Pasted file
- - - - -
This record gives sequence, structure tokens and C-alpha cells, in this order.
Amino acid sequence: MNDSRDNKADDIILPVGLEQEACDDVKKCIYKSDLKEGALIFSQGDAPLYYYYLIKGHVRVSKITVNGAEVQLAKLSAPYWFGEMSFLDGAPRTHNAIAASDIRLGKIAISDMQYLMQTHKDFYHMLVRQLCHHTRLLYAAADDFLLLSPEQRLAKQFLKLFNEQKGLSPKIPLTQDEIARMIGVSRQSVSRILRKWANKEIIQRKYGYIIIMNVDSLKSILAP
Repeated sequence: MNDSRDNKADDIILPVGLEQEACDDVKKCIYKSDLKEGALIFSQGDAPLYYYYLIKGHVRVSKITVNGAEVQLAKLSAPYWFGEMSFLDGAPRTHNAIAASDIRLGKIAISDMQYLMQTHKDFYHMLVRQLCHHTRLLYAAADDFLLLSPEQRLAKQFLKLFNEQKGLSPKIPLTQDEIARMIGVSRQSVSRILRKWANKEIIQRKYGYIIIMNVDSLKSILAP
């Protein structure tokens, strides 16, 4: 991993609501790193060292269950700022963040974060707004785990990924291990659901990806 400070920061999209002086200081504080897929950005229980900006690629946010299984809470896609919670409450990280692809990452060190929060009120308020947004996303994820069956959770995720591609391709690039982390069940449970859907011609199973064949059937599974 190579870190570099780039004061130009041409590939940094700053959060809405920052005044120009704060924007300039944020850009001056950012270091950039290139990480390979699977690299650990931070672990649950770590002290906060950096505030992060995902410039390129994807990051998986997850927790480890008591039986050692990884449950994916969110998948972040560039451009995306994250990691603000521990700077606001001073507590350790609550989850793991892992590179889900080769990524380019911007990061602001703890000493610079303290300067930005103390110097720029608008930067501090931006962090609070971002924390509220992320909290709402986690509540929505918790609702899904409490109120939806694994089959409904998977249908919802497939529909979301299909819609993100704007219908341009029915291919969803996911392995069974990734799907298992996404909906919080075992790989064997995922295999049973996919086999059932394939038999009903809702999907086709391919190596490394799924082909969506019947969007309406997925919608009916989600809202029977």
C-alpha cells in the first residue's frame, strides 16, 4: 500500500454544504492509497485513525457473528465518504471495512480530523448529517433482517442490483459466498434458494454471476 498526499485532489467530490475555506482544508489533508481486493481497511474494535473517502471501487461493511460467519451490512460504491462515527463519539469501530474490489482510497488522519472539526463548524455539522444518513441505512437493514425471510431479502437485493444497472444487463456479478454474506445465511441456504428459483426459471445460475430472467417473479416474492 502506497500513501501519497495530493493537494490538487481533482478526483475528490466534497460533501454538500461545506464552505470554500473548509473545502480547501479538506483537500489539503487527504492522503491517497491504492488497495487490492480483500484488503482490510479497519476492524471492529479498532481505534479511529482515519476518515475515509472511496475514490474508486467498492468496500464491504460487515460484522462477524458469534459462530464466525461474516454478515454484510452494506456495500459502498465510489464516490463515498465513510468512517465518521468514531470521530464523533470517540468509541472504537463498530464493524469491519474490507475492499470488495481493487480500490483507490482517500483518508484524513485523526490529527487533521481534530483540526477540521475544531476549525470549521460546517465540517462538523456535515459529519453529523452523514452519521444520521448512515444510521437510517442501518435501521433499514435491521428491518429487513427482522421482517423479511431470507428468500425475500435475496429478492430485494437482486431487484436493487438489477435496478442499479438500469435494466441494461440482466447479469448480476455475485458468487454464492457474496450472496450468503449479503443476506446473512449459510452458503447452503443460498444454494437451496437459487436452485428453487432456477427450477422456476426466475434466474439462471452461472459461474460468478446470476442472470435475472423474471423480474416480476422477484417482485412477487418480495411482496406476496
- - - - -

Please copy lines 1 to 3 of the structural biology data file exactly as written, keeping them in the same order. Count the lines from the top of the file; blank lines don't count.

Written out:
This record gives sequence, structure tokens and C-alpha cells, in this order.
Amino acid sequence: MNDSRDNKADDIILPVGLEQEACDDVKKCIYKSDLKEGALIFSQGDAPLYYYYLIKGHVRVSKITVNGAEVQLAKLSAPYWFGEMSFLDGAPRTHNAIAASDIRLGKIAISDMQYLMQTHKDFYHMLVRQLCHHTRLLYAAADDFLLLSPEQRLAKQFLKLFNEQKGLSPKIPLTQDEIARMIGVSRQSVSRILRKWANKEIIQRKYGYIIIMNVDSLKSILAP
Repeated sequence: MNDSRDNKADDIILPVGLEQEACDDVKKCIYKSDLKEGALIFSQGDAPLYYYYLIKGHVRVSKITVNGAEVQLAKLSAPYWFGEMSFLDGAPRTHNAIAASDIRLGKIAISDMQYLMQTHKDFYHMLVRQLCHHTRLLYAAADDFLLLSPEQRLAKQFLKLFNEQKGLSPKIPLTQDEIARMIGVSRQSVSRILRKWANKEIIQRKYGYIIIMNVDSLKSILAP